Thursday, June 26, 2014

Thursday Tips! Warning: Avoid the following.

Keep in mind that by avoiding certain things while writing, you'll have fewer things to fix when you do your overuse of certain words should be avoided (that doesn't mean you should NEVER use them, just use them sparingly). Some of the more common ones are: was, were, had, that, still, felt, noticed, saw, just, nice, thought, up, down, really, beautiful, dark, almost, very, many, and so. Keep them to a minimum.
self-editing. I'm not talking about punctuation and grammar—those are easy fixes. However,

   Avoid overuse of adverbs and adjectives; let the dialogue and beats describe how characters react or how something looks. Don't overuse passive voice. Remember to keep the action going with active voice. Remember to utilize showing, not telling. Avoid overuse of repetitive words or phrases.

   Altered point of view (POV) is a no-no; if you want your characters to be as real as possible, you should only see the action through the protagonist's eyes/mind (unless you are writing from an omniscient POV, and that is a most difficult undertaking).

   Avoid overuse of speaker attributes in your tags. The KIS method (Keep It Simple) creates better dialogue. You must be certain, “said” or “asked” absolutely will not suffice before you plan to use something other than those two words.

   Unless right for a character, try not to overuse polysyllabic words. They are detrimental to your story by making the reader work extra hard at understanding what a character is talking about. Big, long words tend to muddy-up dialogue. Readers expect some characters to use big words, but only if the character would actually talk that way (e.g., Sherlock Holmes).

   Don't confuse the reader with too much violation of chronology. Stories work best if they flow naturally; the natural succession of events builds momentum. If you go back or leap ahead in time at some point(s) in your story, make sure the readers are informed—don't make them guess or leave them hanging out in space wondering what they missed. Tell them how long ago or far ahead the characters are moving. And when/if they return, fill the readers in on those moves, as well. It's best if you avoid too many time switches.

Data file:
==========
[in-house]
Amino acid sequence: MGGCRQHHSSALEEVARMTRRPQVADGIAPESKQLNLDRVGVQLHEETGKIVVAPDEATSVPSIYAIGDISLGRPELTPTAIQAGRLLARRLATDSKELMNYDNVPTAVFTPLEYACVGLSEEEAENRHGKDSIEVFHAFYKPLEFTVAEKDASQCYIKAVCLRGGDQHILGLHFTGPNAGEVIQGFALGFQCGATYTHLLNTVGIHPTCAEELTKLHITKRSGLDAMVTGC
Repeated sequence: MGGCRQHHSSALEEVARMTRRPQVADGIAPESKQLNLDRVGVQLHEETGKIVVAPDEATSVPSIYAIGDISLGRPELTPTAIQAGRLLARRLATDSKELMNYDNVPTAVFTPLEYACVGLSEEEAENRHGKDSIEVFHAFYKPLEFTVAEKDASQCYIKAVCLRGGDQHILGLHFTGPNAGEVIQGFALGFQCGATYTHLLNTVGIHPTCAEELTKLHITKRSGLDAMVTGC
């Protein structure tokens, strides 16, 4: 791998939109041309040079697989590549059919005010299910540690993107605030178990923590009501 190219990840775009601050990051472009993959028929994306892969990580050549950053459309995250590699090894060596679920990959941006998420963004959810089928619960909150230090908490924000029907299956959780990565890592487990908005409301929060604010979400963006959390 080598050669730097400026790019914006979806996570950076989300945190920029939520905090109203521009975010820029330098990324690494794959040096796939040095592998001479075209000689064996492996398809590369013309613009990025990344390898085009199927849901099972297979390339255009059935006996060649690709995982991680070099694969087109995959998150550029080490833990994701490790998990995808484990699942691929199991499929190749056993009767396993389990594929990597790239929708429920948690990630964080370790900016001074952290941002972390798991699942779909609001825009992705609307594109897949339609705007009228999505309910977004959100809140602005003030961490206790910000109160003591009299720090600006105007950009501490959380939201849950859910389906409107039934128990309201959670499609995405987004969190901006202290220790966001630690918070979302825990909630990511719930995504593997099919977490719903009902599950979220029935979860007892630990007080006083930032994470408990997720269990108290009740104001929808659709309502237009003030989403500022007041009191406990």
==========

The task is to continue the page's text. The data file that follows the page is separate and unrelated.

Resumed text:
Stay away from cliches; they make you look uncreative, unless of course one of your characters is notorious for using them in his/her dialogue. And speaking of characters, avoid “cardboard” characters. They are flat; characters need depth and should appear multi-dimensional.

   Your antagonists need to be believable, not “cartoon” antagonists. Making your antagonists too evil, too sadistic, too rapacious, or too vain causes them to be less than frightening, perhaps even less frightening than human beings.

   Try to keep the dashes (indicating interruption) and ellipses (indicating gaps) to a minimum. Bear in mind that, as you continue to write, you will become more aware of these things that should be avoided, and your self-editing will become easier as your writing ability increases.

   Keep those fingers flying!


About JLBCP Chief Editor Dar Bagby: 
Dar Bagby serves as the Senior Manuscript Editing and Proofreading Director at JLB Creatives Publishing.

 She is a “Yooper” (created from “U.P.,” short for the upper peninsula of Michigan), and lives on the beautiful shores of Lake Superior with her husband and miniature dachshund. Dar has been an English Language Specialist since 1990, graduating with a degree from a school in Dayton, Ohio. She put that education to use for 15 years doing medical transcription, working in-house for a multi-specialty practice in South Dayton, and later working for the same group remotely from her home in Michigan. She is now an author, in addition to working for a publishing company, so is familiar with both sides of the business of writing.

Dar also has a degree in music, vocal performance; she is an operatic soprano. But she discovered early on that traveling with opera companies, away from her home and family, just wasn't for her. "A nice home on the lake is a much better fit for my choice of lifestyle," says Dar

​And of course she loves to read. Her favorite stories are those from novice authors who are trying out their writing wings for the first time. She even co-teaches a young writers workshop at a local library, along with Janet, the CEO of JLB Creatives, who appears via Skype at each session.

Dar's husband and she (and the dog) love camping. She says, "There is an unbelievable number of wonderful places to see right here in the U.P., and most of the places offer terrific campgrounds." Her enthusiasm does not stop there. "Being from the frozen north, we're avid hockey fans and are lucky enough to live close to a university that supports a team in the Western Collegiate Hockey Association, so we attend most of their home games. We often have some of the players over for a home-cooked meal, as I love cooking for more than two people and enjoy entertaining whenever possible."

** Want to know more about getting your book published? Visit and find out! 

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JLB Creatives Editor Dar Bagby (L) and JLB Creatives CEO Janet Beasley (R)